Koreans Outraged Over Viral Video That Captures Middle School Students Playing One Dangerous “Game”

The police has since gotten involved, investigating whether it may have been a case of bullying.

Content Warning

This article includes descriptions of bullying and violence that may disturb some readers.

Revealed to be taken mid-day in a relatively metropolitan area in Korea’s Goyang city, a viral video capturing some middle school students playing a dangerous “game” has since outraged Koreans online.

The video that went viral after being shared in an open chatroom. | DogDrip.net

The video, later shared to an open chatroom by the anonymous witness, starts off with one male student choked around by the arm of another male student. As the student in headlock struggles for air, another female student approaches and inappropriately touches the male student.

About 10-11 seconds into the video, the student in headlock drops unconscious as the male student choking him releases him to crash to the ground. The anonymous witness recording the video exclaims in shock as the group of students continue to stand around and stare at the one who passed out.

| DogDrip.net

According to the Ilsan Dongbu Police Station, the witness reported the incident around 4:50PM KST. Some police officers got dispatched to check out the situation — though the case eventually got dismissed and the station opted not to launch a full investigation. An officer at the Ilsan Dongbu Police Station revealed, “The victim confirmed that he and his friends were playing ‘the choking game’ and that he was not getting bullied.” It has been reported that the student’s parent(s) also chose not to pursue any action.

Picture is for illustrative purposes only. | Hani

Only after receiving a significant amount of public backlash for being too lenient with delinquent students, the Ilsan Dongbu Police Station stated that it is “still looking into what exactly happened and working on resolving the issue.”

The “choking game” is, as the name suggests, intentional temporary asphyxiation. The “game” has been around for years and never fails to take the younger generation by storm — not only in Korea, but around the world.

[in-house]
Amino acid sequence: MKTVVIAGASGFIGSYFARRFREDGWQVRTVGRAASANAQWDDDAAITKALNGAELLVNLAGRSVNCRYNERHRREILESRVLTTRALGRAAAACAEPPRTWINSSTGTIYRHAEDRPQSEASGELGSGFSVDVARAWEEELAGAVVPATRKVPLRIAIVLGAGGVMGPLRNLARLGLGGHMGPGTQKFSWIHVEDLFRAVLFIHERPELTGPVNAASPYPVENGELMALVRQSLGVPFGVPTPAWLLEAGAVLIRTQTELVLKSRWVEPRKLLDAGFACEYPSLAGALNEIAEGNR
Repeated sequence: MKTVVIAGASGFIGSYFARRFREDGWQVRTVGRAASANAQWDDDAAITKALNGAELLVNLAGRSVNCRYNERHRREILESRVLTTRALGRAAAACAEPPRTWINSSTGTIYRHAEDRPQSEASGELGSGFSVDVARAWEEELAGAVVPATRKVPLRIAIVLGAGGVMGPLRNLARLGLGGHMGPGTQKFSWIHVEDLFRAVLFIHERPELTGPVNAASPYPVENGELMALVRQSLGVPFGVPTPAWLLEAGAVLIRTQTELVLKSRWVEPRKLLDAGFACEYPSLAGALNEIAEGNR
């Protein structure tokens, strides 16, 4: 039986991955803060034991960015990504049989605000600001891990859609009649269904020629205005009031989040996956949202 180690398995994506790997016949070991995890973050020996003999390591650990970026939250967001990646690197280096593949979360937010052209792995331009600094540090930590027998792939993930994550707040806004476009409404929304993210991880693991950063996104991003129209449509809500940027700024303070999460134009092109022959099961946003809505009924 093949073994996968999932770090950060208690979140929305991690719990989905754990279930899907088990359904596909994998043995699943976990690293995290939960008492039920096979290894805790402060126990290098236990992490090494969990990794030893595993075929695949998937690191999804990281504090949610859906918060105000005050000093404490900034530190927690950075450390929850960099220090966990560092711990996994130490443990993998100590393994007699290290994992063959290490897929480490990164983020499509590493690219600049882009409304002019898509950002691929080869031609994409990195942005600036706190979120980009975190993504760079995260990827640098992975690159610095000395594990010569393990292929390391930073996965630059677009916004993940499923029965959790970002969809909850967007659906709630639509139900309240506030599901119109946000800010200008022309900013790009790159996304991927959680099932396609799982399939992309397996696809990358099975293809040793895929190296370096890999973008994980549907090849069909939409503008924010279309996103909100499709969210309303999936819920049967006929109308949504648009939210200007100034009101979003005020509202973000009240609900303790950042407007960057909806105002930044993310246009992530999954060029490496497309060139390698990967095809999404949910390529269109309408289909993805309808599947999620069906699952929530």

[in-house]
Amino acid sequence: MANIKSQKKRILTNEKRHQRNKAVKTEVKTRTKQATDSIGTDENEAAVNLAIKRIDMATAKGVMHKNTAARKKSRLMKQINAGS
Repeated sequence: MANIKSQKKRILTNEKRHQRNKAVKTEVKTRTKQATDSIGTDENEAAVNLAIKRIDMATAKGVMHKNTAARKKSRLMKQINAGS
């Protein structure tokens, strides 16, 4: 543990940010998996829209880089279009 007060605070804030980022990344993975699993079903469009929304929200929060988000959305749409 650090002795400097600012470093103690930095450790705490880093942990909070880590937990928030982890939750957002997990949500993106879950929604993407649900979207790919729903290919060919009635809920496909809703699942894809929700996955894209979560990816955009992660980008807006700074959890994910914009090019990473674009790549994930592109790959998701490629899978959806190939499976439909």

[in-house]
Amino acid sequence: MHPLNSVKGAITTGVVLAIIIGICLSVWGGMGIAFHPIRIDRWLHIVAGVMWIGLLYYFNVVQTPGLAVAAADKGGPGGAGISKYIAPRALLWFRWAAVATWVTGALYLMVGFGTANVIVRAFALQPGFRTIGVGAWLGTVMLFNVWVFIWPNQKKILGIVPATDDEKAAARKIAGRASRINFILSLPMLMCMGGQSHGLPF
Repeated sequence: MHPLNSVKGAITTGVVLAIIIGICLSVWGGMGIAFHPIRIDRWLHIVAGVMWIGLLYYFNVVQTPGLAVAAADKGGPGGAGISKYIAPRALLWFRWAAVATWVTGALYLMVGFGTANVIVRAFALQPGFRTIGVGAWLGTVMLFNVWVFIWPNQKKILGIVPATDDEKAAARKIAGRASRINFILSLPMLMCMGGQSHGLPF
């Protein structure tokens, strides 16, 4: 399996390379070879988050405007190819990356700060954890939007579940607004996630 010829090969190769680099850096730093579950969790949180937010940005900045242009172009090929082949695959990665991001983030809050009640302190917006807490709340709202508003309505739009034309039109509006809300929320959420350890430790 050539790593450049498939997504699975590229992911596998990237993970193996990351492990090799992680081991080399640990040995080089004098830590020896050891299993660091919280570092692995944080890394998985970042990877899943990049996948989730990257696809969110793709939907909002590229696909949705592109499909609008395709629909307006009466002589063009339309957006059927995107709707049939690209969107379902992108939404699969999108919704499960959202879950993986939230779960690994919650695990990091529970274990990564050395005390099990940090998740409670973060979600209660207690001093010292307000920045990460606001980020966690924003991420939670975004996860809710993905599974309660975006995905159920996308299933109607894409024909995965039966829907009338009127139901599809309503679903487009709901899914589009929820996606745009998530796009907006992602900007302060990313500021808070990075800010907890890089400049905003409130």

It’s been known by different names —“Pass-Out Challenge,” “Flatliner,” “Space Monkey” — but the goal has remained the same: get high through temporary asphyxiation. While some may draw a connection between the Choking Game and autoerotic asphyxiation, a sexual act involving the deprivation of oxygen to stimulate arousal, experts believe that in the case of these children, it’s more about seeking a sense of euphoria.

The game is based on the idea that, if stopped soon enough, it leaves no lasting damage, but that’s often not the case. Brain cells begin dying within minutes of blood and oxygen deprivation, and if the carotid arteries in the neck are compressed by a rope or a belt, it can lead to irreversible brain damage after five minutes, says Dr. Katherine Thomas, who chairs the department of neurology at Intermountain Medical Center in Salt Lake City. “If you’re going to do it repeatedly, and you reach the point of having actual permanent cell death, then that could be addictive,” she says.

— TIME

Koreans are heavily criticizing the fact that the police dismissed the case so soon — regardless of whether the group of students had been actually bullying or simply fooling around. The video has since sparked an intense discussion about the South Korean chokbeop law, built around the idea of protecting the “juvenile delinquents” under 14.

| theqoo

  • “What has this world come to? I don’t understand… It’s devastating that there is no adult to stop those kids, no law to punish them either.”
  • “What the… What is wrong with them?!”
  • “Can Korea PLEASE stop protecting these delinquent kids with the damn law?”
  • “That’s not a game. We, as a society, have come to an agreement to call this behavior BULLYING. They’re ganging up on him, choking him, harassing him — physically and sexually. If those kids can play the same game with their families, I’ll accept that it’s only a game. Police and their excuses…”
  • “Kids know better these days. They know how to use the chokbeop law to their advantage, the loopholes in the law. So can we please amend that law? Look at how serious the level of their games has gotten. 14 is old enough to know right from wrong, there is no reason for us to protect them from their own decisions.”
  • “This is so f*cked, wow. I can’t believe they’ll probably walk away from this again because they’re too young or whatever.”
Source: MK, TIME, DogDrip and THEQOO